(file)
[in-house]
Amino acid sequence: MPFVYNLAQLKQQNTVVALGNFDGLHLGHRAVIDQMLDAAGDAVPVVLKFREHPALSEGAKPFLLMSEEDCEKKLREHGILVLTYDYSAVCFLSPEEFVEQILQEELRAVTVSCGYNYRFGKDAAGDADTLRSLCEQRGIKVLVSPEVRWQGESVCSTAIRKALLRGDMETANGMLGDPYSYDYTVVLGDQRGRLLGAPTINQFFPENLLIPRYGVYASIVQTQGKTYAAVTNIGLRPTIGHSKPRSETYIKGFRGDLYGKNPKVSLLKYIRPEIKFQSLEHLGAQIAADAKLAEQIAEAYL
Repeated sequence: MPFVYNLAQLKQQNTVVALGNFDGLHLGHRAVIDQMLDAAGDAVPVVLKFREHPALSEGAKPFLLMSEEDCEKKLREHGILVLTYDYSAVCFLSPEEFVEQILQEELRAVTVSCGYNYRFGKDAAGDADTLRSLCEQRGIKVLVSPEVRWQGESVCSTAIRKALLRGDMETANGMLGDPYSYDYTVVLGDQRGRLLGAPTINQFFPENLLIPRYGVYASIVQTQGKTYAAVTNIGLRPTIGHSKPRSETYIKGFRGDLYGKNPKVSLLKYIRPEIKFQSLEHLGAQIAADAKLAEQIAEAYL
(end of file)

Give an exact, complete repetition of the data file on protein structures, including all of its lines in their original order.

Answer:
[in-house]
Amino acid sequence: MPFVYNLAQLKQQNTVVALGNFDGLHLGHRAVIDQMLDAAGDAVPVVLKFREHPALSEGAKPFLLMSEEDCEKKLREHGILVLTYDYSAVCFLSPEEFVEQILQEELRAVTVSCGYNYRFGKDAAGDADTLRSLCEQRGIKVLVSPEVRWQGESVCSTAIRKALLRGDMETANGMLGDPYSYDYTVVLGDQRGRLLGAPTINQFFPENLLIPRYGVYASIVQTQGKTYAAVTNIGLRPTIGHSKPRSETYIKGFRGDLYGKNPKVSLLKYIRPEIKFQSLEHLGAQIAADAKLAEQIAEAYL
Repeated sequence: MPFVYNLAQLKQQNTVVALGNFDGLHLGHRAVIDQMLDAAGDAVPVVLKFREHPALSEGAKPFLLMSEEDCEKKLREHGILVLTYDYSAVCFLSPEEFVEQILQEELRAVTVSCGYNYRFGKDAAGDADTLRSLCEQRGIKVLVSPEVRWQGESVCSTAIRKALLRGDMETANGMLGDPYSYDYTVVLGDQRGRLLGAPTINQFFPENLLIPRYGVYASIVQTQGKTYAAVTNIGLRPTIGHSKPRSETYIKGFRGDLYGKNPKVSLLKYIRPEIKFQSLEHLGAQIAADAKLAEQIAEAYL